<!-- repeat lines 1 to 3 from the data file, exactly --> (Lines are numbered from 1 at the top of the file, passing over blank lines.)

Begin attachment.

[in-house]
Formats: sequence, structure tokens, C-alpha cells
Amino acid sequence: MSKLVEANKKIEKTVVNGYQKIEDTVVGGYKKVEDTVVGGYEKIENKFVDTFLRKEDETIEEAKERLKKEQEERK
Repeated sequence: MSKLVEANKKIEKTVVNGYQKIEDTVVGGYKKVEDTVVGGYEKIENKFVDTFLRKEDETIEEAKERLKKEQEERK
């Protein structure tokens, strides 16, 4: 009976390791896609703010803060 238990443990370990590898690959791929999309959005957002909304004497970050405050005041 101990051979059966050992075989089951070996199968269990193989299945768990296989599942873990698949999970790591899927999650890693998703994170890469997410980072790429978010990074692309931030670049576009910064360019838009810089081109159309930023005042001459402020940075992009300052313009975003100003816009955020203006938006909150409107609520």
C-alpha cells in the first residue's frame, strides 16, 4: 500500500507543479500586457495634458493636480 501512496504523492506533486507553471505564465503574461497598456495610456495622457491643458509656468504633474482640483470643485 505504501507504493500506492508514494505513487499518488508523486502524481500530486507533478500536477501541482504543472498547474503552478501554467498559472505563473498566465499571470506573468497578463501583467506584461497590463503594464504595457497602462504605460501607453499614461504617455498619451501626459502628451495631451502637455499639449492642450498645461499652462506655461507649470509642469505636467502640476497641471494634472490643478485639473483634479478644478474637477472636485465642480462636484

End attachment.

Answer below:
[in-house]
Formats: sequence, structure tokens, C-alpha cells
Amino acid sequence: MSKLVEANKKIEKTVVNGYQKIEDTVVGGYKKVEDTVVGGYEKIENKFVDTFLRKEDETIEEAKERLKKEQEERK